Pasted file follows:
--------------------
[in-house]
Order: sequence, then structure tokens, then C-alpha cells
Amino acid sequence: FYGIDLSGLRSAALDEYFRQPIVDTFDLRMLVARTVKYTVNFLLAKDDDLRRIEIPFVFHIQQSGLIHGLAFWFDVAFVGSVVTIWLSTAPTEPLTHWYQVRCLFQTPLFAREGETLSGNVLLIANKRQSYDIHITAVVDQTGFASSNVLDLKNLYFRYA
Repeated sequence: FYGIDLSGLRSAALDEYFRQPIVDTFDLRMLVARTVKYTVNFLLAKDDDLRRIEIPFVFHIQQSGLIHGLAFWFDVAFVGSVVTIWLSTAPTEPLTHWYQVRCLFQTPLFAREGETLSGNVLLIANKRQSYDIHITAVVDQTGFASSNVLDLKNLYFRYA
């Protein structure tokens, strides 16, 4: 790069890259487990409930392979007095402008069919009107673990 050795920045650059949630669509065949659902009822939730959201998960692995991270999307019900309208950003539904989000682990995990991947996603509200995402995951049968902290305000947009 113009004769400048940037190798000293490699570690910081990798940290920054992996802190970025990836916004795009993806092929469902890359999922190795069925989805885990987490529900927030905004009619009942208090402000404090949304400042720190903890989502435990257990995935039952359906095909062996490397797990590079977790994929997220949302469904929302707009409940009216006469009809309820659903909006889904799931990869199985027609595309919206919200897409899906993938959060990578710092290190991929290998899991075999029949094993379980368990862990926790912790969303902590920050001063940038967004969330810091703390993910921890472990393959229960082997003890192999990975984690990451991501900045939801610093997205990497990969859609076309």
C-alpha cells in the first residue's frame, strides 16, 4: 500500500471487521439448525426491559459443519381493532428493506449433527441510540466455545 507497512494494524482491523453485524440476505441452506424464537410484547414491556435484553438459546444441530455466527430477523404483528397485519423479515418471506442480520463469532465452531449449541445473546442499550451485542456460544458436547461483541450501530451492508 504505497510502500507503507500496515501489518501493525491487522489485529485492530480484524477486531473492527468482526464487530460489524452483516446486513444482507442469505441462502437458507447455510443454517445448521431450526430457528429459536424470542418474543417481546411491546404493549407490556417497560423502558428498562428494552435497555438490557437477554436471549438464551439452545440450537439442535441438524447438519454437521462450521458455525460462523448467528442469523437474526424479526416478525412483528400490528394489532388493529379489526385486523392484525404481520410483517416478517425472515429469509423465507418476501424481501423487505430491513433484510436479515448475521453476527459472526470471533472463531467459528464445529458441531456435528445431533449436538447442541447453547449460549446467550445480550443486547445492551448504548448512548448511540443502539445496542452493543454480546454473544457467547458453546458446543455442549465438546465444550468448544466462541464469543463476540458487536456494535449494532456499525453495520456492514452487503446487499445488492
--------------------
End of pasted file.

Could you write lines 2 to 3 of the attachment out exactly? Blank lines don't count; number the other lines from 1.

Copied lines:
Order: sequence, then structure tokens, then C-alpha cells
Amino acid sequence: FYGIDLSGLRSAALDEYFRQPIVDTFDLRMLVARTVKYTVNFLLAKDDDLRRIEIPFVFHIQQSGLIHGLAFWFDVAFVGSVVTIWLSTAPTEPLTHWYQVRCLFQTPLFAREGETLSGNVLLIANKRQSYDIHITAVVDQTGFASSNVLDLKNLYFRYA